In Apophis we find the Serpent fairly developed to a principle of evil. He is an 'accuser of the sun;' the twelve gateways into Hades are surmounted by his representatives, which the Sun must pass-twelve hours of night. He is at once the ‘Nachash beriach' and 'Nachash aktalon'the ‘Cross-bar serpent' and the 'Tortuous serpent'—which we meet with in Isa. xxvii. 1: 'In that day the Lord with his sore and great and strong sword shall punish leviathan the piercing serpent, even leviathan that crooked serpent. The marginal translation in the English version is 'crossing like a bar,' instead of piercing, and the Vulgate has serpens vectis. This refers to the moral function of the serpent, as barring the way, or guarding the door. No doubt this is the 'crooked serpent' of Job xxvi. 13, for the astrological sense of it does not invalidate the terrestrial significance. Imagination could only project into the heavens what it had learned on earth. Bochart in identifying ‘Nachash-beriach' as 'the flying Serpent,' is quite right : the Seraph, or winged Serpent, which barred the way to the tree of life in Eden, and in some

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traditions was the treacherous guard at the gate of the garden, and which bit Israel in the wilderness, was this same protean Apophis. For such tasks, and to soar into the celestial planisphere, the Serpent must needs have wings; and thus it is already far on its way to become the flying Dragon. But in one form, as the betrayer of man, it must lose its wings and crawl upon the ground for ever. The Serpent is thus not so much agathodemon and kakodemon in one form, as a principle of destructiveness which is sometimes employed by the deity to punish his enemies, as Horus employs fiery Kheti, but sometimes requires to be himself punished.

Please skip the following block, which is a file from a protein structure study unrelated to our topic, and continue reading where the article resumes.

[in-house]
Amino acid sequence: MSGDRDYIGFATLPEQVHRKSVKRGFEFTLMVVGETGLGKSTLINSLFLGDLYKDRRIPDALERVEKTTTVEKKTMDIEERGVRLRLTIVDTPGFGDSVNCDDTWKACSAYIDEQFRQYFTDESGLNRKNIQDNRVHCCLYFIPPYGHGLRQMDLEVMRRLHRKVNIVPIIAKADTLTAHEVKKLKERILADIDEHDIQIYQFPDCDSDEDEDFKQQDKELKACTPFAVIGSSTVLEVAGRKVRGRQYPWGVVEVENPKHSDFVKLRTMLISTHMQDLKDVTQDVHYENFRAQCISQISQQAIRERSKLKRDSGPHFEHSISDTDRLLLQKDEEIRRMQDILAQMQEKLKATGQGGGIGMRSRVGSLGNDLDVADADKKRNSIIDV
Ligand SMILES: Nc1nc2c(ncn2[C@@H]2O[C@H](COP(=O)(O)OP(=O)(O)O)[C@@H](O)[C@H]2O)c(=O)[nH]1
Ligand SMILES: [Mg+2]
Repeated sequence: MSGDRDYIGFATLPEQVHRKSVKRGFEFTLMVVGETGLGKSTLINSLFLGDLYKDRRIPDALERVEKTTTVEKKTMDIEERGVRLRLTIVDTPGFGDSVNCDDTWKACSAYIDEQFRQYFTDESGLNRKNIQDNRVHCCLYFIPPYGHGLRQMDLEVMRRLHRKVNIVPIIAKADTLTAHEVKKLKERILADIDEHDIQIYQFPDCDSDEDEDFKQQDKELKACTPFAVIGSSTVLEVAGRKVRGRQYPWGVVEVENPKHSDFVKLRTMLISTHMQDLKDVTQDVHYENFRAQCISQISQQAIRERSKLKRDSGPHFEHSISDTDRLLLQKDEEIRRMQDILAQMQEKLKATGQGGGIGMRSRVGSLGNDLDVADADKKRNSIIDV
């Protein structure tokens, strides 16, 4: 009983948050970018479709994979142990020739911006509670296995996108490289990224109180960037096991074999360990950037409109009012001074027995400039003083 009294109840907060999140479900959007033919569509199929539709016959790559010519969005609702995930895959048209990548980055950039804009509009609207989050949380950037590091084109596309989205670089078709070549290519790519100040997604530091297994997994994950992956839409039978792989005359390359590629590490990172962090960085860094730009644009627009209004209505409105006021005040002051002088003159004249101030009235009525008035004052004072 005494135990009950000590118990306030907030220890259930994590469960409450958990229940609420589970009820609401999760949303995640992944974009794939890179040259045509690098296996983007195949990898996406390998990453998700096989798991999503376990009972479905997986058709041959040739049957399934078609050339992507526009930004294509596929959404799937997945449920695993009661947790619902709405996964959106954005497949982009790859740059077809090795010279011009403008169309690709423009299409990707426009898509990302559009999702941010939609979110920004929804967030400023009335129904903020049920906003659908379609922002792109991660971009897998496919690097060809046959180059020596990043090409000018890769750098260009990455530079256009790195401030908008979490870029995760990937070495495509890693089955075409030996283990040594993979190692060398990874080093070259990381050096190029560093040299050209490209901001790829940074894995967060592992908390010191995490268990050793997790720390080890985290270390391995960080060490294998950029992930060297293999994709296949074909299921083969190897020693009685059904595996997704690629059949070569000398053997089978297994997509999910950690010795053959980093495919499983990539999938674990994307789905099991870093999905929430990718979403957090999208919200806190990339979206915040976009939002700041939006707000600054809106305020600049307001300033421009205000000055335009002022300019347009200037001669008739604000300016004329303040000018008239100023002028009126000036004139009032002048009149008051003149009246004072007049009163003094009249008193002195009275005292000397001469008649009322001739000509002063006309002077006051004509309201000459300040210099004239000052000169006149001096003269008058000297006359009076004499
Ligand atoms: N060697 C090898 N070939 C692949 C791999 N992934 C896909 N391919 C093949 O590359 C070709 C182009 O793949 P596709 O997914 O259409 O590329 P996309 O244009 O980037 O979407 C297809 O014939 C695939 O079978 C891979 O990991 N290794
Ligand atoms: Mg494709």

There have been doubts whether the familiar derivation of opus, serpent, from öf, the eye, shall continue. Some connect the Greek word with čxus, but Curtius maintains that the old derivation from óf is correct. Even were this not the etymology, the popularity of it would equally suggest the fact that this reptile was of old supposed to kill with its glance; and it was also generally regarded as gifted with præternatural vision. By a similar process to that which developed avenging Furies out of the detective dawn-Erinys from Saranyu, Satan from Lucifer?

-this subtle Spy might have become also a retributive and finally a malignant power. The Furies were portrayed bearing serpents in their hands, and each of these might carry ideally the terrors of Apophis : Time also is a detective, and the guilty heard it saying, “Your sin will find you out.'

Through many associations of this kind the Serpent became at an early period an agent of ordeal. Any one handling it with impunity was regarded as in league with it, or specially hedged about by the deity whose

1.Principles of Greek Etymology,' ii. 63.

: See pp. 8 and 20.

English translation,